Laz. I don’t know whether I am entitled to sit down in the presence of a man like yourself; a national glory! (Commands himself so that his accent is natural: perhaps however he errs a little by excess of courtesy.)

Berm. For goodness’ sake!

Laz. A man of European fame!

Berm. You overwhelm me. I don’t deserve—(Aside.) He is very engaging, this young man. They were right in Madrid to say that he has www prudential com online retirement com of ability.

Laz. You don’t deserve it? Ah! in the mouth of a celebrity like Doctor Bermudez, modesty will always have a voice, but it has no vote.

Berm. Señor de Mejia. (Aside.) How well he speaks!

Laz. Don’t treat me ceremoniously. I am not deserving of so much solemnity. “Señor de Mejia”! (Laughing.) Call me Lazarus. I really don’t deserve anything better; treat me as a master might a pupil. I dare not say as a kind friend would treat a respectful friend.

Berm. As you please. It will be an honour for me! (Aside.) Very engaging, very engaging!

Laz. Well, I repeat that I am sorry at heart for having given you this trouble.

Berm. Not at all. I already told your mother last night that if at any other time she required me, or if{78} she wished by any further suggestions to make me amplify my opinion, I was unconditionally at her orders. A card saying to me “Come,” and I should come instantly. And so it is that on receiving the letter this morning—as you may imagine—I said, “I must place myself at the feet of that lady, and I must personally become acquainted with her son, a national glory of the future, one who is destined to have a European renown.”

Laz. Señor de Bermudez! (Repudiating the honour with a gesture. Aside.) My mother—last night—what does he say? (Commanding himself, then aloud.) So my mother went last night—to see you—because——

Berm. Yes, señor, she has already explained everything to me. That you were out hunting, and that you did not mean to return this week; that she had been informed that I was going back to Madrid this day, and that she had been anxious to consult me without the loss of a moment concerning the illness of that poor young man—a cousin or a nephew, or a relative—I think he is a nephew of your mother, whose name she said was—Don Luis—Don Luis——

Laz. Quite so—a nephew. You have it. (Smiling. Then aside.) What’s this? What relative is that? Why, it is not true. God of Heaven! (Aloud.) A nephew—that’s it. To whom God does not give sons, the devil,—— (Laughing.) Yes, but she also has me—her Lazarus, her son!

Berm. And she must be proud.

Laz. Señor de Bermudez, have compassion on a beginner. But I wish you to explain to me what you had the kindness to explain to my mother; because ladles—don’t understand much about medical science{79}—and though I understand just as little of it, nevertheless——

Berm. Quite so; it is a speciality.

Laz. A speciality, that’s it; it is a speciality. And moreover, I know that young man more intimately—poor Luis! And I can supply you with fresh particulars.

Berm. Oh! those of your mother were very precise. She has a keenly observant mind.

Laz. Very much so; don’t you describe it well! A keenly observant mind. (Aside.) My God!—my mother—and on her return home—her weeping—what does this man say?

Berm. Altogether it would be better that I should see the poor young man; but should that not be possible——

Laz. I should think it is possible, and that would be the best. You shall see him. I myself will take him to you—to your house. Yes, señor, to your house; yes, señor.

Berm. That will do perfectly. That was what I said to your mother, but she told me in reply that so long as things don’t come to an extremity, families require to consider. I understand and I impute no blame.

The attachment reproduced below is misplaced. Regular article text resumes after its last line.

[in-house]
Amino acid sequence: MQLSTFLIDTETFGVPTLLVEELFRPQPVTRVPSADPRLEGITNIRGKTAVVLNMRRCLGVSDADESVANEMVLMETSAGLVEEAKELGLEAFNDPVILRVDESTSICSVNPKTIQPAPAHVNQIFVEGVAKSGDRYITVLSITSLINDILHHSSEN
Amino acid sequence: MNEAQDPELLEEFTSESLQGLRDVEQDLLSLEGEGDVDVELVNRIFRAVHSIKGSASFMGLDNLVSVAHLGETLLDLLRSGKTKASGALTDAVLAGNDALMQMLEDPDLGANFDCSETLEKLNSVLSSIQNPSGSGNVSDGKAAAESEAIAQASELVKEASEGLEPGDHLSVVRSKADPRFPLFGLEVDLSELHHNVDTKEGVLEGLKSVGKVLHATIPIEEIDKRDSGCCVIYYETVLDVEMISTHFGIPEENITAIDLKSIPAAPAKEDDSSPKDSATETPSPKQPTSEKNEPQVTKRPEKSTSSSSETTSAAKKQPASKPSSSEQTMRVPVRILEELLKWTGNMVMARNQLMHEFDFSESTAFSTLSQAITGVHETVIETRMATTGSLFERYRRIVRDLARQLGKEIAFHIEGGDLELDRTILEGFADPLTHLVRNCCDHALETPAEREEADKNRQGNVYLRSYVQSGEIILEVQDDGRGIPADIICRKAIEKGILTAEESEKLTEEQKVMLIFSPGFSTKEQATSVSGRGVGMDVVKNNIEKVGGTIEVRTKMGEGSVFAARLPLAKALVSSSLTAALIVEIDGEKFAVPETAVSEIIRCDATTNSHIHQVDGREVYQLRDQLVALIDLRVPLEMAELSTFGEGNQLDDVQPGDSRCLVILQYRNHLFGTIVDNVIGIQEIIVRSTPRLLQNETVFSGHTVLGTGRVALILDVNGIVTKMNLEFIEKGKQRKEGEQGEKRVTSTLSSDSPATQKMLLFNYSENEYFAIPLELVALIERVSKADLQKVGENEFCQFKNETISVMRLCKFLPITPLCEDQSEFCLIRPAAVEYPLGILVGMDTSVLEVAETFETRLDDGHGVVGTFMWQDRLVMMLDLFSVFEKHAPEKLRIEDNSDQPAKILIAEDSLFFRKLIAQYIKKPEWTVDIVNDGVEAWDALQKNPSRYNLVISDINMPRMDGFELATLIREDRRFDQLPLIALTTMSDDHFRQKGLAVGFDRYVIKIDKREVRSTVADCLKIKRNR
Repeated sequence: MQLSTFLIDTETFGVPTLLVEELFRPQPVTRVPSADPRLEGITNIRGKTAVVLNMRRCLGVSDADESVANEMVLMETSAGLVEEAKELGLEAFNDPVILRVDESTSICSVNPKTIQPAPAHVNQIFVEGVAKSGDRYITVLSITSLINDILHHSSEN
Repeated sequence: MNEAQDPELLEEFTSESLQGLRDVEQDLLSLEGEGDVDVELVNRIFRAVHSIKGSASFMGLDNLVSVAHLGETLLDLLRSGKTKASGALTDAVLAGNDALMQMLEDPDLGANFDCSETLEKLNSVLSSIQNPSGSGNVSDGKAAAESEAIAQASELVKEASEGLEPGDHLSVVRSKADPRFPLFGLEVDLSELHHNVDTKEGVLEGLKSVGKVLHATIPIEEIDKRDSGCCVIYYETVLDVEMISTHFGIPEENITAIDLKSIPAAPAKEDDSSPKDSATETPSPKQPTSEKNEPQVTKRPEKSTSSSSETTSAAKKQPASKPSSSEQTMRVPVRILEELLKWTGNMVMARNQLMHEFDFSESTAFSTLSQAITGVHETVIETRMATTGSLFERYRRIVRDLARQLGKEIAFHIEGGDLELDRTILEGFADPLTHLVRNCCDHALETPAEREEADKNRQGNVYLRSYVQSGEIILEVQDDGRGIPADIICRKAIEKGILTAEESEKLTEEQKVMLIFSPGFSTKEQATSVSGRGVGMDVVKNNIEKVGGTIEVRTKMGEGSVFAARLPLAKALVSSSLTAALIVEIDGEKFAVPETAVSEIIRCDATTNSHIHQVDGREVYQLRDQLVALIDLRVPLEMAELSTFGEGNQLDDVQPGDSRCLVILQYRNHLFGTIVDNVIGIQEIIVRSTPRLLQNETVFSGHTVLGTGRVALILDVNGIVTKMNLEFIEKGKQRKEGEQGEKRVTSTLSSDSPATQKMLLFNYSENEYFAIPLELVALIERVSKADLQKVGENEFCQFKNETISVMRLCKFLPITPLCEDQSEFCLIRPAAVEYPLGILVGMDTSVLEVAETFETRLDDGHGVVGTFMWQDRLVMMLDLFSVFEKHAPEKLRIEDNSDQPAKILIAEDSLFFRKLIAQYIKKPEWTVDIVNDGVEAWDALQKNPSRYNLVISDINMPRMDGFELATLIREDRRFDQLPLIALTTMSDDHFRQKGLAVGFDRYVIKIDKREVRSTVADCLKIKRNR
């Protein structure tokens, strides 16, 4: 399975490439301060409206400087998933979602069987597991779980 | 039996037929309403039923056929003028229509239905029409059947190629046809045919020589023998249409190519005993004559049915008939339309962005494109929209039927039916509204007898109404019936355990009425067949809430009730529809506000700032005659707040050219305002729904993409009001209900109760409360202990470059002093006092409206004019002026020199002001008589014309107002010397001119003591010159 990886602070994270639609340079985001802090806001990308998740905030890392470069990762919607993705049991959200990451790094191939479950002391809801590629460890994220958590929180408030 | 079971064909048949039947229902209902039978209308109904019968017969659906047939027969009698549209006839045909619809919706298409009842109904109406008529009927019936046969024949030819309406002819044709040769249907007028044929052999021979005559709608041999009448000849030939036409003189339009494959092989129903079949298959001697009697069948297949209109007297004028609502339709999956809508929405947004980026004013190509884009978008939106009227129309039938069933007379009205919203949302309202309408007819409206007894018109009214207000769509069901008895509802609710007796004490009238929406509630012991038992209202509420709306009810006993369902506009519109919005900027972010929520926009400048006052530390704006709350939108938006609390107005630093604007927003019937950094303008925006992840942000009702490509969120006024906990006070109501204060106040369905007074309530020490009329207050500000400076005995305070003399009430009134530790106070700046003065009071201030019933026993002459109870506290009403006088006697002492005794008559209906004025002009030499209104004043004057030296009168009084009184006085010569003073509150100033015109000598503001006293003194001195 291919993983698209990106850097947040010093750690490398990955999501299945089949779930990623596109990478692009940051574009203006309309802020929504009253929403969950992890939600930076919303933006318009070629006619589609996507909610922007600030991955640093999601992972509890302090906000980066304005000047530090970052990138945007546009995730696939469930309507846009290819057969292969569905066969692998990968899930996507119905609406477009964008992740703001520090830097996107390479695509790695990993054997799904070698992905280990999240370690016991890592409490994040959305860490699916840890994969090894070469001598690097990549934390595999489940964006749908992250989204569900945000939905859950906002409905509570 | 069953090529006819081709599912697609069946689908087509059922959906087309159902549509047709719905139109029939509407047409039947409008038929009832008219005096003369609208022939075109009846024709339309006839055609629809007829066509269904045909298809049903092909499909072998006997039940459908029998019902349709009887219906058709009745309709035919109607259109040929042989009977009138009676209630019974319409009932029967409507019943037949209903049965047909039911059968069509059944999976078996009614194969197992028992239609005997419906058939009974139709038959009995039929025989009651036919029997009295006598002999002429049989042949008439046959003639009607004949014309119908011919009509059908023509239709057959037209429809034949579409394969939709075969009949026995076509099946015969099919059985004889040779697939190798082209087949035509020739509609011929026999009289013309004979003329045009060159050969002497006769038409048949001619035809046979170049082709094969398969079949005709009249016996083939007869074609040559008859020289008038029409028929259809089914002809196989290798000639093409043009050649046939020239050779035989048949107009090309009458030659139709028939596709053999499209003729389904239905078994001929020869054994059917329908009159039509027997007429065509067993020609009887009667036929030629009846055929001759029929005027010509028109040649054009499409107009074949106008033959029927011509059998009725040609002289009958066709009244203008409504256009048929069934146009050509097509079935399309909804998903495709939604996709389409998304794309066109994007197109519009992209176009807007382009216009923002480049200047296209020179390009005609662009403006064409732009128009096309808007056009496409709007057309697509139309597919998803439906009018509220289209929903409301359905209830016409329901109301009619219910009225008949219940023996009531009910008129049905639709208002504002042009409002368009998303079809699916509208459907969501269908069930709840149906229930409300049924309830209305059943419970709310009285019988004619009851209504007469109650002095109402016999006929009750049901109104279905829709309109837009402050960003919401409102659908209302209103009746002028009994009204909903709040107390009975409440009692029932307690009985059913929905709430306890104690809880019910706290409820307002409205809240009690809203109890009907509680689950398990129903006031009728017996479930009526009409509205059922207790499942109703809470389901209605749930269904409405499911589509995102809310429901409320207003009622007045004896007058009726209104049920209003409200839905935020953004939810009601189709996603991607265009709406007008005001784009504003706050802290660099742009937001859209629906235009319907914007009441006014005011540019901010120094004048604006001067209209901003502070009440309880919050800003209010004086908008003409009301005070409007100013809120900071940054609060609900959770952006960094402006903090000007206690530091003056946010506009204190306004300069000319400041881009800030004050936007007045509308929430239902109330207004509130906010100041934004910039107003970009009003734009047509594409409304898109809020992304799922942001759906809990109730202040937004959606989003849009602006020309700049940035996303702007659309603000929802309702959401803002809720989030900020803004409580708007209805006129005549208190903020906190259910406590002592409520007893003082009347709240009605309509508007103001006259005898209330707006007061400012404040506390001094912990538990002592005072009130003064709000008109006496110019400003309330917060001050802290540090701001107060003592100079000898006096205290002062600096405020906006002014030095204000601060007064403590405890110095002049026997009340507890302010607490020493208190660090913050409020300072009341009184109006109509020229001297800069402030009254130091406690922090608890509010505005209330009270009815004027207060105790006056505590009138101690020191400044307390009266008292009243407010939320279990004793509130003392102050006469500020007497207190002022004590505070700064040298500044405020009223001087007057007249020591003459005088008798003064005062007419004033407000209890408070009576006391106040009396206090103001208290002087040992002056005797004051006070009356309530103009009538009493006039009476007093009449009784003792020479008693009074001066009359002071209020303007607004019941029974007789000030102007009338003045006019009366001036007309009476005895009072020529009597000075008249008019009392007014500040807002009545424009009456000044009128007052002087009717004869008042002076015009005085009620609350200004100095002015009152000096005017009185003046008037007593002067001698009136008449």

Laz. Nothing of the kind. Now, at this very moment you shall come with me to see that—that poor young man. A man like you! Why, there’s no difficulty about it.

Berm. (rising). Then I await your orders.

Laz. Allow me, my friend, my dear friend: first of all I should like—I beg of you to tell me what my mother explained to you and what was your opinion; because, although she related everything to me this morning, I should be glad to hear it from your lips.{80} One learns everything by listening to such a man as Doctor Bermudez. (In a persuasive tone.) I am so anxious that you should speak, and that I should hear you. Indeed, it has been the dream of my existence. Speak, speak.

Berm. Dear Lazarus. (Aside.) I have fascinated him, decidedly. (Aloud.) Your mother explained to me with great lucidity all the antecedents of the patient: his sufferings when a child, his character, his studies, his excitable imagination, the first symptoms of the illness, a fainting attack, another more violent.

Laz. (somewhat drily). All that I know already. Go on. (With extreme cordiality.) Go on, my dear Bermudez.

Berm. The doctor is rather like a confessor, and your mother did not object to letting me know of the youthful days of the father—of the father of the young man.

Laz. Ah! his youthful days—yes—his youthful days—yes—yes—and what else?

Berm. His vicious conduct; his unbridled libertinism——

Laz. (excitedly). Libertinism! (Controlling himself.) Yes. (With a forced laugh.) Follies of youth. A lady always exaggerates these things. I have not been a saint myself; neither have you. Doctor, doctor, you with all your science and all your gravity. God knows. God knows! Oh! these doctors! (Giving him a slap on the back.) And what more?

Berm. (laughing). We are mortals and sinners, friend Lazarus.

Laz. And we take for fine gold little lenses of talc. Come, come to the talc.

Berm. Thus stands the case—that that good{81} gentleman, the father of the patient, reached the age of gravity, and he was not a steady man, and he did not correct his faults. His wife seems to have suffered very much. Is all this exact which your mother told me? Because if it is exact it must be taken into account. That’s the reason I ask.